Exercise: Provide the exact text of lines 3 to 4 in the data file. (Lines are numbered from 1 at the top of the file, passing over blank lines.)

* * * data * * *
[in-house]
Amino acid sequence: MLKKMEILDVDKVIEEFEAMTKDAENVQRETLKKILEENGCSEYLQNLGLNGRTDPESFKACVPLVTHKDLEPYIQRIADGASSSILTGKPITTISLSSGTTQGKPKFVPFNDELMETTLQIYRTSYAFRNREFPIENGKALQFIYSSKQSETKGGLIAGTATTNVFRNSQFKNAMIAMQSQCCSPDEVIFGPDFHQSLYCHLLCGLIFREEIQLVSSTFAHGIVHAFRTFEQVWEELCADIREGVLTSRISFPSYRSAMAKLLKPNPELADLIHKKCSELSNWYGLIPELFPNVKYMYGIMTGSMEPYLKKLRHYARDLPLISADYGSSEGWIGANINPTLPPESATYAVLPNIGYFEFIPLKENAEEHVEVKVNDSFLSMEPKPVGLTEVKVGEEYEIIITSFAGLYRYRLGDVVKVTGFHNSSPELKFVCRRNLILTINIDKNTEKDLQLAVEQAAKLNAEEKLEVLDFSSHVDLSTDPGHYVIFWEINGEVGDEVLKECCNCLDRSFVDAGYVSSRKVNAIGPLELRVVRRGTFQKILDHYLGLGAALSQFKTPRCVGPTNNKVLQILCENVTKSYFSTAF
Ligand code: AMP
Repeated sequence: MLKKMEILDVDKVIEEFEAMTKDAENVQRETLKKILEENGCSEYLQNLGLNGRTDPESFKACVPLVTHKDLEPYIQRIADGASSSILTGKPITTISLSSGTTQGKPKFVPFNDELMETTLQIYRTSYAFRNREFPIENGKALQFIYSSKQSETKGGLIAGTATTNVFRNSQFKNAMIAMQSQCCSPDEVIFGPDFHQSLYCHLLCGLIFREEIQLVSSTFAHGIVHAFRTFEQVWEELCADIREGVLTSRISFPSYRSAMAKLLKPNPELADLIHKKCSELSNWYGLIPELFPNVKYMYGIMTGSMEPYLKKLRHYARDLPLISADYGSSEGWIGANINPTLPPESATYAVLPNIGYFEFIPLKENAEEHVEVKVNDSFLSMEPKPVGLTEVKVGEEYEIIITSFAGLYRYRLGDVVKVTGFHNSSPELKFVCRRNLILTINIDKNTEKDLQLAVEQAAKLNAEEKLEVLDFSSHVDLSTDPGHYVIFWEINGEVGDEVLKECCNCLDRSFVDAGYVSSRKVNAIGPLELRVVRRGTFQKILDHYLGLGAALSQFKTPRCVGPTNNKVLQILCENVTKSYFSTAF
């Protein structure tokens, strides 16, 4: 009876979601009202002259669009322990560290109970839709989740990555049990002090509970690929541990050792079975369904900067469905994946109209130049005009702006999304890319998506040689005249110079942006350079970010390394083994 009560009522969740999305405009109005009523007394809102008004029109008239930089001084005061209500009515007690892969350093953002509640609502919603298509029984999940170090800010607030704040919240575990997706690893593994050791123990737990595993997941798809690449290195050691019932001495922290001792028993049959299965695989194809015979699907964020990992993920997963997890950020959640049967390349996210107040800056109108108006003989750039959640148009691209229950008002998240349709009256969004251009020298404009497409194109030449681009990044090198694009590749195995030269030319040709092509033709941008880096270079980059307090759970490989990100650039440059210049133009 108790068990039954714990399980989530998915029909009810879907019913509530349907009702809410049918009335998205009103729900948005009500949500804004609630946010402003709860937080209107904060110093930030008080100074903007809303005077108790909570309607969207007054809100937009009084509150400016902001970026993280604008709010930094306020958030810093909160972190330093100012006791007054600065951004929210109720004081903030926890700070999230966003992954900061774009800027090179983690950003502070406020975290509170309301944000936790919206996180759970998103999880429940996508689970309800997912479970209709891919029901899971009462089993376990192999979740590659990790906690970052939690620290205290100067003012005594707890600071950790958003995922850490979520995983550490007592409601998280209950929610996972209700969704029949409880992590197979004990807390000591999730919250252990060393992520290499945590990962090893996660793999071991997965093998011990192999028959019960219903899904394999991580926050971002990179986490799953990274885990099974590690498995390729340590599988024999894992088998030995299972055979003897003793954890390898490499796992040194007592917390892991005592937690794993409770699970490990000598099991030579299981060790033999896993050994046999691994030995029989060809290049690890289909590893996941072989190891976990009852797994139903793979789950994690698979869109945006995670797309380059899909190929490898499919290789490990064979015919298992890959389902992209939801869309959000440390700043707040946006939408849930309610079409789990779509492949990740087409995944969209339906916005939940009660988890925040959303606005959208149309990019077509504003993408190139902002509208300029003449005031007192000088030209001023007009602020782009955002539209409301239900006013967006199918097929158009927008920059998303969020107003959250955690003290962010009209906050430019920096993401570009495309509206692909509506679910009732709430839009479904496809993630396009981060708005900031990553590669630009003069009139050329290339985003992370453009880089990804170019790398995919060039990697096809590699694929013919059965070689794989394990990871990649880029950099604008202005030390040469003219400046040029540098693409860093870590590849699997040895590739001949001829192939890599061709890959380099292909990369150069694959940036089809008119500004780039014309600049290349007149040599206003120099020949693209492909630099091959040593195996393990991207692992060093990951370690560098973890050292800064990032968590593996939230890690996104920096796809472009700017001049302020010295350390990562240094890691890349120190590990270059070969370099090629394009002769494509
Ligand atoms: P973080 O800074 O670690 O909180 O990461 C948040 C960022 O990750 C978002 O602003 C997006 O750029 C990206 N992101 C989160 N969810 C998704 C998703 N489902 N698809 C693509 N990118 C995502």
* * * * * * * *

Ligand code: AMP
Repeated sequence: MLKKMEILDVDKVIEEFEAMTKDAENVQRETLKKILEENGCSEYLQNLGLNGRTDPESFKACVPLVTHKDLEPYIQRIADGASSSILTGKPITTISLSSGTTQGKPKFVPFNDELMETTLQIYRTSYAFRNREFPIENGKALQFIYSSKQSETKGGLIAGTATTNVFRNSQFKNAMIAMQSQCCSPDEVIFGPDFHQSLYCHLLCGLIFREEIQLVSSTFAHGIVHAFRTFEQVWEELCADIREGVLTSRISFPSYRSAMAKLLKPNPELADLIHKKCSELSNWYGLIPELFPNVKYMYGIMTGSMEPYLKKLRHYARDLPLISADYGSSEGWIGANINPTLPPESATYAVLPNIGYFEFIPLKENAEEHVEVKVNDSFLSMEPKPVGLTEVKVGEEYEIIITSFAGLYRYRLGDVVKVTGFHNSSPELKFVCRRNLILTINIDKNTEKDLQLAVEQAAKLNAEEKLEVLDFSSHVDLSTDPGHYVIFWEINGEVGDEVLKECCNCLDRSFVDAGYVSSRKVNAIGPLELRVVRRGTFQKILDHYLGLGAALSQFKTPRCVGPTNNKVLQILCENVTKSYFSTAF